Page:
Highlights

New methodology developed by ISMAC Biella becomes ISO standard

 

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The proteomic method based on liquid chromatography coupled with mass spectrometry (LC-ESI / MS) has become international standard: ISO 20418-1 Textiles - Qualitative and quantitative proteomic analysis of some animal hair fibres Part 1: Peptide detection using LC-ESI-MS with protein reduction. This methodology was developed by the Institute for the Macromolecular Study (ISMAC) of Biella for the qualitative and quantitative analysis of luxury animal fibers such as wool, cashmere and yak.

Leading companies in the textile sector need an objective and precise analytical methodology able to univocally identify and quantify wool, cashmere and yak fibers present in textile articles, even in blends, to guarantee the quality of their products and to protect the consumers.

The research work and development of the method started in 2011 from a collaboration between the CNR-ISMAC of Biella and the research team of Prof. Stefano Sforza of the  Department of Food and Drug of the University of Parma, thanks to the funding of the Cashmere and Camel Hair Manufacturers Institute (CCMI) of Boston

Then 12 prestigious Italian textile companies financed the purchase of an ultraperforming liquid chromatograph coupled to a mass spectrometer (UPLC-MS) by ISMAC Biella, necessary to validate the new method.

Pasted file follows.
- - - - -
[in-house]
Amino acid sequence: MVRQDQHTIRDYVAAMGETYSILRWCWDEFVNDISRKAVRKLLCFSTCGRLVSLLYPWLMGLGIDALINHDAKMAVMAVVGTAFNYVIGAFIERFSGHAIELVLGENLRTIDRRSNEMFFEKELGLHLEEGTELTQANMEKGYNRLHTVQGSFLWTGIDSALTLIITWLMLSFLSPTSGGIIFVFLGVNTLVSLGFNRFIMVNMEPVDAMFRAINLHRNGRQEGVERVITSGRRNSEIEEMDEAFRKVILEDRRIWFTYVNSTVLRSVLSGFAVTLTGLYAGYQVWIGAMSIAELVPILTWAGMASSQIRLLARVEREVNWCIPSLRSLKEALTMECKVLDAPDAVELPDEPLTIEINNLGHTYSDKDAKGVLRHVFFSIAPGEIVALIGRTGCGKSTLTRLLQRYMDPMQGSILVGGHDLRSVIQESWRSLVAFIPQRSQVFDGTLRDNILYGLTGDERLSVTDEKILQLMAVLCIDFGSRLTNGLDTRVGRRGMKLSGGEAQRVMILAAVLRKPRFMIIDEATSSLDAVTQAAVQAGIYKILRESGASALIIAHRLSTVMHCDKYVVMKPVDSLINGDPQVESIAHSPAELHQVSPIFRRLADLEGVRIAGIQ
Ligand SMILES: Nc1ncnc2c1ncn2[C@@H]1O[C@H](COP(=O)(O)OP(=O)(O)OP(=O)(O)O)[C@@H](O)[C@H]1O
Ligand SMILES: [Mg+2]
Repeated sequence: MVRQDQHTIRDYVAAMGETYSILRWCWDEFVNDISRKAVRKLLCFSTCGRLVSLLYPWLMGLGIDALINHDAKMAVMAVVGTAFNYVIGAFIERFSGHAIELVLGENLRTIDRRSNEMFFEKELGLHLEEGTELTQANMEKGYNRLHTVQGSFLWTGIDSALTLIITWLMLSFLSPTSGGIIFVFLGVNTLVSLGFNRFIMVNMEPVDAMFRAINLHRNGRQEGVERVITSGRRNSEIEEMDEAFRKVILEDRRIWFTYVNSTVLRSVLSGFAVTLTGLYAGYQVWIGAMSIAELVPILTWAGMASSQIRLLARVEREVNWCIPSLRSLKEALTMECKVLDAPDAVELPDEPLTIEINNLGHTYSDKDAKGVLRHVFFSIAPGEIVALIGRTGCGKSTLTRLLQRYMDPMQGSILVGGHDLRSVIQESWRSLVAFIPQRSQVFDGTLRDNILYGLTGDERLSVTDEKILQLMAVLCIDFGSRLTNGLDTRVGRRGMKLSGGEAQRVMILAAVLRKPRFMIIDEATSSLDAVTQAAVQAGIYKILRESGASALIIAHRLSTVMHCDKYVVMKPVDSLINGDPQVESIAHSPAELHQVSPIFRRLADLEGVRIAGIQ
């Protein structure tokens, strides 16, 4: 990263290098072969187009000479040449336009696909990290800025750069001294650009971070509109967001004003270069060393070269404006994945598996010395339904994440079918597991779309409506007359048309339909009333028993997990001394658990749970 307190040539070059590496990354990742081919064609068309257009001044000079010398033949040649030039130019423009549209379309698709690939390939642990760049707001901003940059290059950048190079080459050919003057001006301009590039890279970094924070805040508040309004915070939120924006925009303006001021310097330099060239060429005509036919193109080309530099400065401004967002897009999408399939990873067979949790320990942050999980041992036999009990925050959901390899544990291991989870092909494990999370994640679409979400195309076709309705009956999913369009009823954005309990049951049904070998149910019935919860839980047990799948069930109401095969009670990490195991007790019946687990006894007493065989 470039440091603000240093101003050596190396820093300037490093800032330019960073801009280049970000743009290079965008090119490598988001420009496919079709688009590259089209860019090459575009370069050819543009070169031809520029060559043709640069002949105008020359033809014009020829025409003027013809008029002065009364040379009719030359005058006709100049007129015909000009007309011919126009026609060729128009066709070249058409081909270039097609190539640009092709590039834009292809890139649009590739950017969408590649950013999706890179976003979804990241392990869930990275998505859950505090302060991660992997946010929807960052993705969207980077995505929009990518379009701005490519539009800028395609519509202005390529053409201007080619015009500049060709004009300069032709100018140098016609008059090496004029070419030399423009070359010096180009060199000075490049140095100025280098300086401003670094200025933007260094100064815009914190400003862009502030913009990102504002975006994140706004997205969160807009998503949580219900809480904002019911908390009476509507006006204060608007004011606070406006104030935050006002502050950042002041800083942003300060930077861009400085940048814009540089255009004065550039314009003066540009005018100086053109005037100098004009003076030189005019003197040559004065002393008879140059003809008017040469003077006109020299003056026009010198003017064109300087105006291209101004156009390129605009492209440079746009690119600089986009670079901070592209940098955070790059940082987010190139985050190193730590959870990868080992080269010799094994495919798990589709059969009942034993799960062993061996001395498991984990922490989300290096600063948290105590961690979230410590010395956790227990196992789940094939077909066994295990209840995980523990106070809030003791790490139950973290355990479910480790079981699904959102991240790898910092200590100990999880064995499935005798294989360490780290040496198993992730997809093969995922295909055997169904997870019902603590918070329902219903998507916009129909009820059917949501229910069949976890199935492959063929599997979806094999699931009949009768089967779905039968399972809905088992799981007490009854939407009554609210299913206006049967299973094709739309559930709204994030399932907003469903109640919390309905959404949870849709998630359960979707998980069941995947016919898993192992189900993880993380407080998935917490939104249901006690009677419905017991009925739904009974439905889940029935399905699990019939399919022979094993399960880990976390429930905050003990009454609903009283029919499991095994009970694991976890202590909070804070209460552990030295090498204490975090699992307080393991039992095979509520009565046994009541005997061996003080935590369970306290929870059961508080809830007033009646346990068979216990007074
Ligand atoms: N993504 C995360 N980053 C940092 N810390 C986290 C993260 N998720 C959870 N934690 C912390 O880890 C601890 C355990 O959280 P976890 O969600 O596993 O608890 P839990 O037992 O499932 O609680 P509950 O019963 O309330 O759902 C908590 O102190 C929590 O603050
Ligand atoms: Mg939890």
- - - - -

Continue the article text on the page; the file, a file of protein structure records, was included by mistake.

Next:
In 2014, the proteomic method became an internal standard of the Institute and the transformation process into international standard has begun. Finally, in March 2018 the standard was published.

Dr. Claudia Vineis and Dr. Cinzia Tonetti participated actively in the standardization process within the GL7 working groups of the UNI Textile and Clothing Technical Commission no.046 and ISO WG22.

The standard method will be also adopted by CEN (European Committee for Standardization) and UNI (Ente Nazionale Italiano di Unificazione) soon.

In the meantime, ISMAC Biella is continuing its research to verify the applicability of the proteomic method also to the South American camelids (lama, alpaca, vicuna and guanaco) and camel hairs, so that in the future it will be possible to extend the standard to these fibers as well.


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